Alaska fishermen are renewing their pursuit of State Department action to protect transboundary watersheds in Southeast Alaska from adverse affects of mining.
Fishermen are calling on Secretary of State John Kerry to secure agreements with Canada to protect transboundary rivers and indemnify from loss those who could be harmed by mining activity along the border, says Dale Kelley, executive director of the Alaska Trawlers Association.
Kelley’s comments came in the wake of a fourth letter sent by Alaska’s congressional delegation in early September seeking a meeting with Kerry along with his efforts to ensure that British Columbia institutes appropriate safeguards to prevent potential negative impacts from mining to fisheries habitat.
The transboundary watershed conservation entity Rivers Without Borders meanwhile noted that Chieftain Metals Corp., owner of the defunct Tulsequah Chief mine in the transboundary Taku watershed since 2010, is in receivership, and that the majority of directors of the company had resigned.[xyz-ihs snippet=”adsense-body-ad”]The court order resulted from West Face Capitol, which owns about one third of Chieftain, issuing a repayment demand in August for $26 million in loans to Chieftain that the company has not paid back. Since the mining companies have been unable to halt the ongoing acid mine drainage into the Tulsequah River, which has been going on for over two decades, it is time for the government of British Columbia to honor the promises made last August by Energy and Mines Minister Bill Bennett and clean it up, said Chris Zimmer, Alaska Campaign Director for Rivers Without Borders.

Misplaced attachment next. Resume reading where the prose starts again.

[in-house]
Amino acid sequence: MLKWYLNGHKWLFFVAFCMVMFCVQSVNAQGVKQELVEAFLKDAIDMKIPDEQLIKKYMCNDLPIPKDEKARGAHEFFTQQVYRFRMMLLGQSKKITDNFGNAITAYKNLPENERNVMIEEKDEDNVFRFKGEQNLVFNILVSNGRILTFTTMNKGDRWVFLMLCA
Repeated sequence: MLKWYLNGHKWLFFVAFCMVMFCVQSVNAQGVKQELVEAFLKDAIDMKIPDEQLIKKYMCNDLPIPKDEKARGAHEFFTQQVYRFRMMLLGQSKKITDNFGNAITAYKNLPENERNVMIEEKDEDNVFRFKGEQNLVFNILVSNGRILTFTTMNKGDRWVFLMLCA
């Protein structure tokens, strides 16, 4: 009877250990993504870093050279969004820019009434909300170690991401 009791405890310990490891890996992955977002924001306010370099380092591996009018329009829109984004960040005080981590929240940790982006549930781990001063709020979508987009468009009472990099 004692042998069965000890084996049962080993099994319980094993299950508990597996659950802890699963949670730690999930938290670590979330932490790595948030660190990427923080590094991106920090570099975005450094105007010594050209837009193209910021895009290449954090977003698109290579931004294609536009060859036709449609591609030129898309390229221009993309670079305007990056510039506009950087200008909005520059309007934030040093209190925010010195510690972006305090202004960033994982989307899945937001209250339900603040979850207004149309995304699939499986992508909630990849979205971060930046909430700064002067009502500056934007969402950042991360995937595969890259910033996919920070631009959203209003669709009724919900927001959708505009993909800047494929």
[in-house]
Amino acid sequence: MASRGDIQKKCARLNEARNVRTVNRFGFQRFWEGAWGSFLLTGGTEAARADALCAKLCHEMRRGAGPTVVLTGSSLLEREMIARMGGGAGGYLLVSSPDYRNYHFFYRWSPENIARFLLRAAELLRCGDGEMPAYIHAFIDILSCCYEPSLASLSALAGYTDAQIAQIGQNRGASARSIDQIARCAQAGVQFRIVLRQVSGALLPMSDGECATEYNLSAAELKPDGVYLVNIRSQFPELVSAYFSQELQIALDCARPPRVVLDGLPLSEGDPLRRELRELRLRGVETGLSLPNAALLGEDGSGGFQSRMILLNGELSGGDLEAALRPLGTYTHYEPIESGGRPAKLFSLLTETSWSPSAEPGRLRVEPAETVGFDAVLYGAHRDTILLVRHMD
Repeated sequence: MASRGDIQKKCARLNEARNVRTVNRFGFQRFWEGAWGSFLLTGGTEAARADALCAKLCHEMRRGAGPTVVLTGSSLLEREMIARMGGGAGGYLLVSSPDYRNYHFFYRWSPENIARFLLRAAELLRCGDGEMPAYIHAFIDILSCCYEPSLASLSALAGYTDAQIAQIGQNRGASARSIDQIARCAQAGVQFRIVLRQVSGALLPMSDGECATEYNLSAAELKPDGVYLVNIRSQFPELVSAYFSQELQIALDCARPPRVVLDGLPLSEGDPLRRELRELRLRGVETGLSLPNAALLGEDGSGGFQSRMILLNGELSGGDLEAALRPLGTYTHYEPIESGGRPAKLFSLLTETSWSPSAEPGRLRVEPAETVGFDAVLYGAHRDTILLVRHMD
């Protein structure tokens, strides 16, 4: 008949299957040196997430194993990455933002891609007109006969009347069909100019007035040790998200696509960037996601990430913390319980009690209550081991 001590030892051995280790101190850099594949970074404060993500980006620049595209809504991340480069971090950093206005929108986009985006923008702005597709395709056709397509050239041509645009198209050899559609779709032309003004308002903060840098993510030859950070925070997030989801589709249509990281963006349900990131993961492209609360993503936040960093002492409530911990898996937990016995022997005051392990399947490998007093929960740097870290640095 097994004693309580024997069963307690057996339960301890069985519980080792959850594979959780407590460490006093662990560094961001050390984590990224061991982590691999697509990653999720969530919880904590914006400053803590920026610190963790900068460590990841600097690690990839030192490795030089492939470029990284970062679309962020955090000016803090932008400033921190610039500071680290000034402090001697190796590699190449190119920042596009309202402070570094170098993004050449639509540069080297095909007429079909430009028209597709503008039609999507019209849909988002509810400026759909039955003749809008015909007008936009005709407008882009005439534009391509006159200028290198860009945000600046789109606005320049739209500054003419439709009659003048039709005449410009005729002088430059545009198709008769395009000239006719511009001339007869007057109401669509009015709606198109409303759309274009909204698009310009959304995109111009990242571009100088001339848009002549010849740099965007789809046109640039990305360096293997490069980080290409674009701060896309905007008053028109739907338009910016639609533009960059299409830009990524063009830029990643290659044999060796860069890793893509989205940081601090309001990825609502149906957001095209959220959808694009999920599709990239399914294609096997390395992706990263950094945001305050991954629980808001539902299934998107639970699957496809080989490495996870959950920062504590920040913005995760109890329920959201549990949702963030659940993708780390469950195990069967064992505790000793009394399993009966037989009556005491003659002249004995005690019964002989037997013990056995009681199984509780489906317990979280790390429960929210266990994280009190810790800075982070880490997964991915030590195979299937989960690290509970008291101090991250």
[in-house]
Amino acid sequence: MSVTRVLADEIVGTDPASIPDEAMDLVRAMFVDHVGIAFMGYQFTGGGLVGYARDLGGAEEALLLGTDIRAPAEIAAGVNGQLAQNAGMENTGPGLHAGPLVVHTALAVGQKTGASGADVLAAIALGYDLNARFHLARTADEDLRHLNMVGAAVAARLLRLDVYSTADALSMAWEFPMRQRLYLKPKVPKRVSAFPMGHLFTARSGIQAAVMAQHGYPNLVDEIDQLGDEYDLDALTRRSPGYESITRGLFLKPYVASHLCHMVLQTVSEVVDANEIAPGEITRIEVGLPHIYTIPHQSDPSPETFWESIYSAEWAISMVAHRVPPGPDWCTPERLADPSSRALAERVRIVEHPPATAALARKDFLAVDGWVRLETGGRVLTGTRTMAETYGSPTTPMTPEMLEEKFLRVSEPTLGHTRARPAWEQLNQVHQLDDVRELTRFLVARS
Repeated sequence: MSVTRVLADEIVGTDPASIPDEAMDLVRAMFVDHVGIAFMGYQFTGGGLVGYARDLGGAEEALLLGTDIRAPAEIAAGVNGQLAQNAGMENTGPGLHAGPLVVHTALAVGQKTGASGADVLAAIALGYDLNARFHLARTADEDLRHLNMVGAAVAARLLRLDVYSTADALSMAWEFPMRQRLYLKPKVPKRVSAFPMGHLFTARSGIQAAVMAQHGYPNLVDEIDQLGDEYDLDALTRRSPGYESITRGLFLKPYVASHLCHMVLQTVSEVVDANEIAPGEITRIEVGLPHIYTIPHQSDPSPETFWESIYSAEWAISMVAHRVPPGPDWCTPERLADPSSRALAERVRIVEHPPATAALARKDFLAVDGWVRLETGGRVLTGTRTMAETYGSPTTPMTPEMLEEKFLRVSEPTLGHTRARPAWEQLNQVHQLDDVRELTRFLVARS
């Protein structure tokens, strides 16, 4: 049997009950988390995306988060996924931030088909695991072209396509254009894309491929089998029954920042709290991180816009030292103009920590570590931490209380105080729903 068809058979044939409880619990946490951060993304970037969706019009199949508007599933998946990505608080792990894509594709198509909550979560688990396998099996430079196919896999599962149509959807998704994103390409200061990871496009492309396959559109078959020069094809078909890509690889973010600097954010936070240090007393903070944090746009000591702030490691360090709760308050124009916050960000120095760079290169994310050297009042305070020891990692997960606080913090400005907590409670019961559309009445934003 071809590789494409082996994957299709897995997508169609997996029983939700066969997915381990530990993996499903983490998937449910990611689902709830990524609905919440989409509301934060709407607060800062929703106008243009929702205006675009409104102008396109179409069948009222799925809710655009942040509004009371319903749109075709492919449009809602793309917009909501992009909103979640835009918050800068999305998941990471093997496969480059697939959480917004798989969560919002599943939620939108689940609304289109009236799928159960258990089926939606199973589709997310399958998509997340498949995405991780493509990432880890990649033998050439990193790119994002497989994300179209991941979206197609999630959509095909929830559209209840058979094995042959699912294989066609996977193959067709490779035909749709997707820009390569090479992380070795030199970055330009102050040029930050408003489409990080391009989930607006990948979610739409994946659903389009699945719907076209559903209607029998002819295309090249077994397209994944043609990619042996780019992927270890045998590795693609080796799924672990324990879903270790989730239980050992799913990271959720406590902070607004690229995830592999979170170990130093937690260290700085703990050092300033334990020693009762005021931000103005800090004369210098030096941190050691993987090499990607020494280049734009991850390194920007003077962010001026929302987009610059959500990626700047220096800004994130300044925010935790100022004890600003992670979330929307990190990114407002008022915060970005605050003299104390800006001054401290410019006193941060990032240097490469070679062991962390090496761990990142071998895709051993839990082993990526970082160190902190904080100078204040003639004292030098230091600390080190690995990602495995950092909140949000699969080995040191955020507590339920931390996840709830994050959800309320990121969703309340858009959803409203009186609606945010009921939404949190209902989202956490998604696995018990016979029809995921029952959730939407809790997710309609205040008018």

Bennett had visited the site in August 2015 and pledged to do something about it.
A spokesperson for the BC Ministry of Energy and Mines had no immediate response on what action, if any, the ministry planned to take.
In their letter to Kerry, the Alaska congressional delegation expressed their frustration over seeing little action from the State Department regarding transboundary waters.
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